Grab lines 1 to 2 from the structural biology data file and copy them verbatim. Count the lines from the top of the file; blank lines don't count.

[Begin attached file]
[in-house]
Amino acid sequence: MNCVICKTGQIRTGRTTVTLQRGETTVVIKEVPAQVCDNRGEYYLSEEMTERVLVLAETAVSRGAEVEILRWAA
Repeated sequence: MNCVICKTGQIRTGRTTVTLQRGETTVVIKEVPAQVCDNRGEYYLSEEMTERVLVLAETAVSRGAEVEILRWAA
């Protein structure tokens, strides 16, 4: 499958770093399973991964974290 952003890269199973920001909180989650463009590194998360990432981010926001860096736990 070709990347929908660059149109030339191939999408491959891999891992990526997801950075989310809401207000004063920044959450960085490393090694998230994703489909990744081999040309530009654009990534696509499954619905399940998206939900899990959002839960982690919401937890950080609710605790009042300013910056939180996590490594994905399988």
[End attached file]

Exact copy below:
[in-house]
Amino acid sequence: MNCVICKTGQIRTGRTTVTLQRGETTVVIKEVPAQVCDNRGEYYLSEEMTERVLVLAETAVSRGAEVEILRWAA